Italian communications authority issues new guidelines softening the restrictions on gambling and betting advertisements provided by the decreto dignità

On April 18, 2019, through resolution no. 132/19/CONS, the Italian Communications Authority (Autorità per le Garanzie nelle Comunicazioni) issued guidelines (Guidelines) to implement the provisions of Article 9 of Italian Law Decree no. 87/2018 (the so called “Dignity Decree”).

Article 9 of the Dignity Decree prohibits any form of advertising, sponsorship or communication presenting promotional content relating to games or betting with cash prizes. The objective pursued by the Italian Communications Authority is to coordinate the new rules with the complex regulatory framework on the subject and the principles set forth in the Italian Constitution and by the European Union.

The ban covers any form of advertising, including indirect advertising, relating to games or betting with cash prizes, however carried out and by any means, including TV and radio broadcasting, the press, billboards, internet, digital and electronic tools, and social media. Other than the traditional forms of advertising, Article 5 paragraph 2 also bans product placement and prize-winning events as defined by Italian Presidential Decree no. 240 of October 26, 2001. Furthermore, the provision specifically addresses influencers, as it reflects the approach adopted by the Italian Competition Authority (Autorità della Concorrenza e del Mercato) in safeguarding consumers from certain advertising initiatives. Additionally, the Guidelines clarify that existing advertising agreements as of July 14, 2018 will remain valid for a year or until their expiration date, if earlier. As of January 11, 2019, Article 6 paragraph 2 extends the time exemption to include sponsorship agreements as well.

However, while the goal is to provide a high degree of consumer protection, the Guidelines do exclude certain activities from the ban. In particular, Article 7 allows:

• business-to-business commercial communications;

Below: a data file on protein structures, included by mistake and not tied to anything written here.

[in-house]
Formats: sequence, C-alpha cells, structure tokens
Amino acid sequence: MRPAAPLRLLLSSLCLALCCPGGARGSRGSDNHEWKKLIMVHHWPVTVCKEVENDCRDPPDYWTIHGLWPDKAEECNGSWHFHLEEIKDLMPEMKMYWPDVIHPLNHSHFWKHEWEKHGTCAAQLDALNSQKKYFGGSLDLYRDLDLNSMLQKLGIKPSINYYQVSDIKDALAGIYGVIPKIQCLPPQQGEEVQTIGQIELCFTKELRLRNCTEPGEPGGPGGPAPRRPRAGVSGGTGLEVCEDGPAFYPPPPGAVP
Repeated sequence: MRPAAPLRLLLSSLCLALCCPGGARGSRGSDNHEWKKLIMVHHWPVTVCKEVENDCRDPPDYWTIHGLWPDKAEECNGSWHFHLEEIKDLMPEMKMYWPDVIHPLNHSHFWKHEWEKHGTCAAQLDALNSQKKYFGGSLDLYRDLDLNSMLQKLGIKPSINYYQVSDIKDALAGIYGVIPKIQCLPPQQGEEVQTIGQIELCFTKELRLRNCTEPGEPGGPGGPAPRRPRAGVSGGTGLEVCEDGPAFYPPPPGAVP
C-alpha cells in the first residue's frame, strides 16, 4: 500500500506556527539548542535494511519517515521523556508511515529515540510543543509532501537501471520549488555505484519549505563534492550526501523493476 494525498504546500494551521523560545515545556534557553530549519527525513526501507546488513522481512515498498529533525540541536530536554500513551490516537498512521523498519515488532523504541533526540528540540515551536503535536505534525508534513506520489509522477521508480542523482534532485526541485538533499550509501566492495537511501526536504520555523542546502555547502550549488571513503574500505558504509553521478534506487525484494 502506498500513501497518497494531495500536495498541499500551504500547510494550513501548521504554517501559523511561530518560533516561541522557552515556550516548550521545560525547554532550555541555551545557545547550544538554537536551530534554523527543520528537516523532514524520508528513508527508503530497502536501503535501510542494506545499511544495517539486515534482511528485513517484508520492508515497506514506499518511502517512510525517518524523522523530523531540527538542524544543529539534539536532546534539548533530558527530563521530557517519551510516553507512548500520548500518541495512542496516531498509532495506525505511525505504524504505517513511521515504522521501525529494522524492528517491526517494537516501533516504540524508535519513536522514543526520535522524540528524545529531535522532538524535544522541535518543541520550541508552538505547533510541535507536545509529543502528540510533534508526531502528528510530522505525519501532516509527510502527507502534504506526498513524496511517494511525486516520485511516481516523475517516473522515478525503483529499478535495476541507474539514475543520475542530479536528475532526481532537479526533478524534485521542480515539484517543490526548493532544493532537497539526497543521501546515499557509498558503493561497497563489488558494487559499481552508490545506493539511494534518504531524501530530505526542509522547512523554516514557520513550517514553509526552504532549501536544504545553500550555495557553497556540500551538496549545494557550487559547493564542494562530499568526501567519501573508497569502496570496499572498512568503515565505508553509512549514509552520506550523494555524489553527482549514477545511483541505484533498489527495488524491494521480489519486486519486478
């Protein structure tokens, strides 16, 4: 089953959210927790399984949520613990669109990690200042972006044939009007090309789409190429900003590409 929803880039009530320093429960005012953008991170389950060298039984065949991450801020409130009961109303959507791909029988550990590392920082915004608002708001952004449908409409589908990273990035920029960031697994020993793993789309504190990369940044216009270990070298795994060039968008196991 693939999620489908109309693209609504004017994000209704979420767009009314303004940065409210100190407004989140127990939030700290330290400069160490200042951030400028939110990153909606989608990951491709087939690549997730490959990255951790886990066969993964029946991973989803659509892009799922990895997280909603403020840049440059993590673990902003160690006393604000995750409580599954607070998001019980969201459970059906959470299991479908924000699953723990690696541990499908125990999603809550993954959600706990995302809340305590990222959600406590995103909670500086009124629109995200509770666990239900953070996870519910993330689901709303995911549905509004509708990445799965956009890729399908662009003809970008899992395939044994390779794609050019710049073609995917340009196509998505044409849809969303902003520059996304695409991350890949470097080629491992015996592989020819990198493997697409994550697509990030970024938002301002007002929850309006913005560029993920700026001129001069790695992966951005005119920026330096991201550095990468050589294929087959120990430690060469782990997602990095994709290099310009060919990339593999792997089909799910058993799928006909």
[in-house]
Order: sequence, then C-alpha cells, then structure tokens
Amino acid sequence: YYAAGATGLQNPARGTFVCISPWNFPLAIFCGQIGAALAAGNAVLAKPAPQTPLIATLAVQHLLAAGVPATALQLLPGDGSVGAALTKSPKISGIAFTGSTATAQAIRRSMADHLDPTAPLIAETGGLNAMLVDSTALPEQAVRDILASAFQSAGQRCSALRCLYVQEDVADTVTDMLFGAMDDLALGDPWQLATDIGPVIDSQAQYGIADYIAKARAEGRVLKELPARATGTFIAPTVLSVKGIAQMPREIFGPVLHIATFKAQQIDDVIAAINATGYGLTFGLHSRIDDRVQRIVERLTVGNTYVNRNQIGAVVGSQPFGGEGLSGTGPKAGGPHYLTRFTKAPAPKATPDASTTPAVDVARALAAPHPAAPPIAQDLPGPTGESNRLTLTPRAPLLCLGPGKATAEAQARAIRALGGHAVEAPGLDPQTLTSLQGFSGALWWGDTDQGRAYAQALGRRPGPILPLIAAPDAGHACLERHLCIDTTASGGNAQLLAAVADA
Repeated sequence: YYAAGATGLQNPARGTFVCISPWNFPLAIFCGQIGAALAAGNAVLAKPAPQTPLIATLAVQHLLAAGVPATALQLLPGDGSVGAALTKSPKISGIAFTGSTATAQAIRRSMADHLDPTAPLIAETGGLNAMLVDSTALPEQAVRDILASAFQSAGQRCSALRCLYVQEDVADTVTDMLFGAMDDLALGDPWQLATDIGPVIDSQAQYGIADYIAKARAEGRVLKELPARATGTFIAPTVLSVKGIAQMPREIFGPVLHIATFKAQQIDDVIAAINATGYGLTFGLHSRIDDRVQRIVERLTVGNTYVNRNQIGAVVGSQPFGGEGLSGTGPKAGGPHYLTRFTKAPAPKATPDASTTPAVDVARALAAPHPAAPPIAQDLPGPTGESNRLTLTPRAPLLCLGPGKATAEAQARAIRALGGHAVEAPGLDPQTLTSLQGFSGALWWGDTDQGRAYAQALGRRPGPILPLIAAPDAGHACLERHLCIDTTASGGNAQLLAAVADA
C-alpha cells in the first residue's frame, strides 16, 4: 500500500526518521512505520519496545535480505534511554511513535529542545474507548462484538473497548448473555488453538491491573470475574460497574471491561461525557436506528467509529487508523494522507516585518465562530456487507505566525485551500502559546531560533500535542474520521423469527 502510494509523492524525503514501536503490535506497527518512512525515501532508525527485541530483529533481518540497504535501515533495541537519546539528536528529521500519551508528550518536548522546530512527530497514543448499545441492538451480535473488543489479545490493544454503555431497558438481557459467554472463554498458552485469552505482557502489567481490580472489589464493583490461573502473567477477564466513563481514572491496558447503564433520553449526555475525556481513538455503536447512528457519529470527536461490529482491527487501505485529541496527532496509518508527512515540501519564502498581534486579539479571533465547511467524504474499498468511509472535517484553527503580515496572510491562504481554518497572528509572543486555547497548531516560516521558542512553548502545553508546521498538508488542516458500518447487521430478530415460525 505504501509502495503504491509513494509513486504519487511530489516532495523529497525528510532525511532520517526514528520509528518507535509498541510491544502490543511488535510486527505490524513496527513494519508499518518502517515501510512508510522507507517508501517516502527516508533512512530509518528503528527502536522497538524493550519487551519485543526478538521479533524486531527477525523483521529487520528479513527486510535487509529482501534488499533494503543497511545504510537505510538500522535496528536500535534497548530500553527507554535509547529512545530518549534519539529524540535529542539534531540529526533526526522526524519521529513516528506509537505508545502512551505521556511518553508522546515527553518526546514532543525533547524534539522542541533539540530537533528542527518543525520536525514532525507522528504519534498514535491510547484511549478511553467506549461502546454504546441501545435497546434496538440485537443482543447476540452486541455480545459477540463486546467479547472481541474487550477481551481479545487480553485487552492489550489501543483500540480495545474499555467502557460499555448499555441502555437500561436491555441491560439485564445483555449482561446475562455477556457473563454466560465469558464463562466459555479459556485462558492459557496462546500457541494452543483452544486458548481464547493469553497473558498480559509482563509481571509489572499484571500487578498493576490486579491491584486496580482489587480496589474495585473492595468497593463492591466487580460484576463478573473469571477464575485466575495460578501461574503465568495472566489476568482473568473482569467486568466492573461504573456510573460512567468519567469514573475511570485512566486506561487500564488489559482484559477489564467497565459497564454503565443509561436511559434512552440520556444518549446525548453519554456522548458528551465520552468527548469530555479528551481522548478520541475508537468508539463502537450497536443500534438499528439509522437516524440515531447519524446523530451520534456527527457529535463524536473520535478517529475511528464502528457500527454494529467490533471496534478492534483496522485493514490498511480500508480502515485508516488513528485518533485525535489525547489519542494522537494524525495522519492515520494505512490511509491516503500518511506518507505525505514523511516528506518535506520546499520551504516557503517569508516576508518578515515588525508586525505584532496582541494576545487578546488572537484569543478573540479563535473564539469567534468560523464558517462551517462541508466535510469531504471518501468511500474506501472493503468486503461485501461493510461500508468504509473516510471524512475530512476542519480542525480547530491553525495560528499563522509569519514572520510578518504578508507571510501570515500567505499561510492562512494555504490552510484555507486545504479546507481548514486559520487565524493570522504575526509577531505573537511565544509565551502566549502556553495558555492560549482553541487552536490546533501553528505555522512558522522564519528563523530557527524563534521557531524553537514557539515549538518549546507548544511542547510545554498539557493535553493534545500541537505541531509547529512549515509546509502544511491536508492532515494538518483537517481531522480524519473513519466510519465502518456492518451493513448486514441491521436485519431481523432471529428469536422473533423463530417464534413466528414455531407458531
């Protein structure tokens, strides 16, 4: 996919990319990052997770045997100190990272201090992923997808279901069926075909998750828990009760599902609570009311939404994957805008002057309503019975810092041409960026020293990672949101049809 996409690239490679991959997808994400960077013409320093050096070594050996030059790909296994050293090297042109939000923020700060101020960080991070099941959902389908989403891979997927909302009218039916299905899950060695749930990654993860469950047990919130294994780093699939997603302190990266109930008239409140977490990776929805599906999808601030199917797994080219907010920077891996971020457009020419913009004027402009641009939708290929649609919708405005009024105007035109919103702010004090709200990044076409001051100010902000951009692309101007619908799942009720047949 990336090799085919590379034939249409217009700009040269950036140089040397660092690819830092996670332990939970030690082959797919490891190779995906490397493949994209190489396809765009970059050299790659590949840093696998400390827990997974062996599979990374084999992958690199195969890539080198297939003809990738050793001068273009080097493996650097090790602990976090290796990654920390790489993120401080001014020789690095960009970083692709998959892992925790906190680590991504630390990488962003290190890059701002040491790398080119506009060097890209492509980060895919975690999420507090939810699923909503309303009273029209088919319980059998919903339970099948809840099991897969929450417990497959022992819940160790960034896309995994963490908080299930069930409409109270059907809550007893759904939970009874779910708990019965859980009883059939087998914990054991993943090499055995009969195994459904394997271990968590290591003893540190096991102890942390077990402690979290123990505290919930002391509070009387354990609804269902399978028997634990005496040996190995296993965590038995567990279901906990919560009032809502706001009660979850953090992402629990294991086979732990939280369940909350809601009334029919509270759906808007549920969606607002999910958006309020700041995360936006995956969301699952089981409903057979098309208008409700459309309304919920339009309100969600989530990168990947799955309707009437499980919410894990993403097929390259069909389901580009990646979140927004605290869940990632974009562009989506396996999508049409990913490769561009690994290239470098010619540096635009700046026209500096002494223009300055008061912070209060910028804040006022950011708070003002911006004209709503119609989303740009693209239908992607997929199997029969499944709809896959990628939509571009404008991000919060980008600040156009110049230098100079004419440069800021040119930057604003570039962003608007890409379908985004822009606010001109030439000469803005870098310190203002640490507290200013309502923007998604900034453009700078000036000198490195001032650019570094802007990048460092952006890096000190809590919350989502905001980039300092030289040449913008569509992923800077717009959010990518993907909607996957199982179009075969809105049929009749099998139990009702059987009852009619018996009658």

• cause-related marketing communications (aimed at associating a company’s brand with social and ethical initiatives);
• the organization of paid gaming fairs directed exclusively at sector operators;
• corporate social responsibility communications, (such as informational campaigns on banned games or games only prohibited to minors, legal gambling information, the risks of loan-sharking, courses on gambling addiction, or the implementation of precautionary measures in relation to problematic gamblers) without displaying a brand or logo;
• teleshopping for goods and services related to paid games (only when certain conditions are met);
• etc.

The Guidelines also clarify that services providing information on the different odds offered by competing bookmakers, such as the so-called “odds spaces” (spazi quote) or the columns hosted by television or web sports programs, are excluded from the ban. Additionally, algorithm-based free indexing services provided directly by search engines or a marketplace (such as Apple Store or Google Play) that enable operators to obtain a higher placement in search results are also excluded.

Overall, the Guidelines aim for a high degree of consumer protection, with particular emphasis on “vulnerable” categories (gambling addicts, minors, and seniors) by ensuring transparency of conditions and services offered in order to promote an educated gaming choice. Consumer protection is also ensured by using the recognizable logos of the Customs and Monopolies Agency, making it easier to distinguish between illegal and authorized games offering cash prizes.

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